Anthony Acciavatti is a historian, cartographer, and architect. His most recent book, Ganges Water Machine (2015), is the first comprehensive mapping and urban history of the Ganges River Basin in over half a century. He spent a decade hiking, driving, and boating across the Ganges in order to map it and to understand the historical conflicts over water for drinking, agriculture, and industry. Combining fieldwork with archival research, the book is an atlas of the enterprise to transform the Ganges into the most hyper-engineered landscape in the world.
In 2016 Ganges Water Machine was awarded the 2016 John Brinckerhoff Jackson Book Prize. Along with the book, Ganges Water Machine is an internationally traveling exhibition with recent shows in New York, Mumbai, and New Delhi.
Recent publications include chapters on the work of Charles and Ray Eames in India, the history of infrastructure and urban growth in Asia, temporary cities and agriculture in monsoonal landscapes, and the formation of new scientific disciplines like psychorheology. He is currently completing a book on the history of science and design in Asia and the Americas.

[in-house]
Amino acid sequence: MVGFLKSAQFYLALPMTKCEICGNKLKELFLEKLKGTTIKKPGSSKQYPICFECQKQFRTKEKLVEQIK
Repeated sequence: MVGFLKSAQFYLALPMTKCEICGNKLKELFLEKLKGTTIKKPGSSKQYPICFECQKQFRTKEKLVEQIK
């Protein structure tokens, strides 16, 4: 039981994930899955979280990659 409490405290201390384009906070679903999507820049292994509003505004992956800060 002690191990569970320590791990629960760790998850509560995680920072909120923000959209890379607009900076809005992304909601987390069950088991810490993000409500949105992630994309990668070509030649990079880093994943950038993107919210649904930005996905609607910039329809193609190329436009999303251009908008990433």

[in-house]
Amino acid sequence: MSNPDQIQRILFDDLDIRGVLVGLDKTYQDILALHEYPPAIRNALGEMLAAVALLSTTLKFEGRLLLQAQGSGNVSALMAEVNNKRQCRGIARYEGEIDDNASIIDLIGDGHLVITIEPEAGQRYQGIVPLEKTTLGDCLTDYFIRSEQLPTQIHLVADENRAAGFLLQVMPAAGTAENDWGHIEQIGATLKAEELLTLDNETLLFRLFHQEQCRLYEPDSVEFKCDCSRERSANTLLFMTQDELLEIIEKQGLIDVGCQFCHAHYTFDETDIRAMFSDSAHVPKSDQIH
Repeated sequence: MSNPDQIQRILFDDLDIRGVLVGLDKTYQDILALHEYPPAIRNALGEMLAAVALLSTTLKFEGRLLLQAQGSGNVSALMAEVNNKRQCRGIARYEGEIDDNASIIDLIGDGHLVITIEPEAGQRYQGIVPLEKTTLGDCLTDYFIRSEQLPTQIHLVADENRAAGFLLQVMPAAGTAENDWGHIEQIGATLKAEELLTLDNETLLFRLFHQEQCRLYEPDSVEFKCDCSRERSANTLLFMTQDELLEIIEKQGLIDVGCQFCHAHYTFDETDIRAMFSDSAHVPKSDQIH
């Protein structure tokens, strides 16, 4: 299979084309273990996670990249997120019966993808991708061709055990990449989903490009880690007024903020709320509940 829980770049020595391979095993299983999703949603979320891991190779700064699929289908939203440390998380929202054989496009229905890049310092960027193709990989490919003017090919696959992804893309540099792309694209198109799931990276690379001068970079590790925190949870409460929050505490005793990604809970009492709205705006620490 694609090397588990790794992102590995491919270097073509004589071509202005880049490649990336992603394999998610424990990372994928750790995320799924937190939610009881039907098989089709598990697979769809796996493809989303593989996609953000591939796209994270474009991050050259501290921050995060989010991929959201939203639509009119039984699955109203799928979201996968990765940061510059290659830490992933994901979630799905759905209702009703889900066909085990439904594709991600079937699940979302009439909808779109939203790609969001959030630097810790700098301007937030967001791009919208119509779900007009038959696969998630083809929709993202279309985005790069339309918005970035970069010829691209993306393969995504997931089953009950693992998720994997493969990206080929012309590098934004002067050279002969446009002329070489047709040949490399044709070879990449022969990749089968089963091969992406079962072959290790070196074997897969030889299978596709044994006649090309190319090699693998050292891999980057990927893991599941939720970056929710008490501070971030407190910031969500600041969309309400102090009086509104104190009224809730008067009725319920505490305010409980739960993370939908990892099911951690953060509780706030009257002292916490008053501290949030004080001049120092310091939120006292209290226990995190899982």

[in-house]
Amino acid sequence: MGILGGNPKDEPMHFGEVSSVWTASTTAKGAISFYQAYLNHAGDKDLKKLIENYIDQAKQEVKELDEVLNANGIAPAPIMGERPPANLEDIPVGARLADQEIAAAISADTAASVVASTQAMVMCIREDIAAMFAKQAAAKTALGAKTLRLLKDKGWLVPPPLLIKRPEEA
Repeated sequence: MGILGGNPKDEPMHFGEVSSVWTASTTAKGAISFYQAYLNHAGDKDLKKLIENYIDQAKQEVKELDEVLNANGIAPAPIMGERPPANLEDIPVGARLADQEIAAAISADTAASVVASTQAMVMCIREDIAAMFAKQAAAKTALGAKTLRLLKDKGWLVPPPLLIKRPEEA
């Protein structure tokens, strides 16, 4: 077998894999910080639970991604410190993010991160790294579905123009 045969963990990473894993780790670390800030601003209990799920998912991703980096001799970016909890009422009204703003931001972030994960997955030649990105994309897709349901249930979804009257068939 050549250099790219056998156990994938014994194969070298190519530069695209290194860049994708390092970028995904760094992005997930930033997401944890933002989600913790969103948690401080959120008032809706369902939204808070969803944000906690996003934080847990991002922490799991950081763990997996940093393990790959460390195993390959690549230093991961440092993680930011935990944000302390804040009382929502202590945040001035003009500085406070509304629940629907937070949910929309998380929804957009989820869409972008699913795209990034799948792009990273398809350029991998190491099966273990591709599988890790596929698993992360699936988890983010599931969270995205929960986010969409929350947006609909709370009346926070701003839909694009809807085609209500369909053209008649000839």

His work has been supported by grants and fellowships from the National Science Foundation and Princeton University along with the Graham Foundation and Yale University where he was a Fellow in the Program in Agrarian Studies, and his work on the Ganges by a J. William Fulbright Fellowship as well as grants and fellowships from the Ford Foundation and Harvard University.
A founding editor of Manifest: A Journal of American Architecture and Urbanism, he has also written for The New York Times, Cabinet, Indian Express, Architectural Design, and Topos among other places.
He has worked as an architect in Europe, South Asia, and North America and is a principal of Somatic Collaborative in New York. He has taught at Princeton University and Columbia University as well as the Rhode Island School of Design.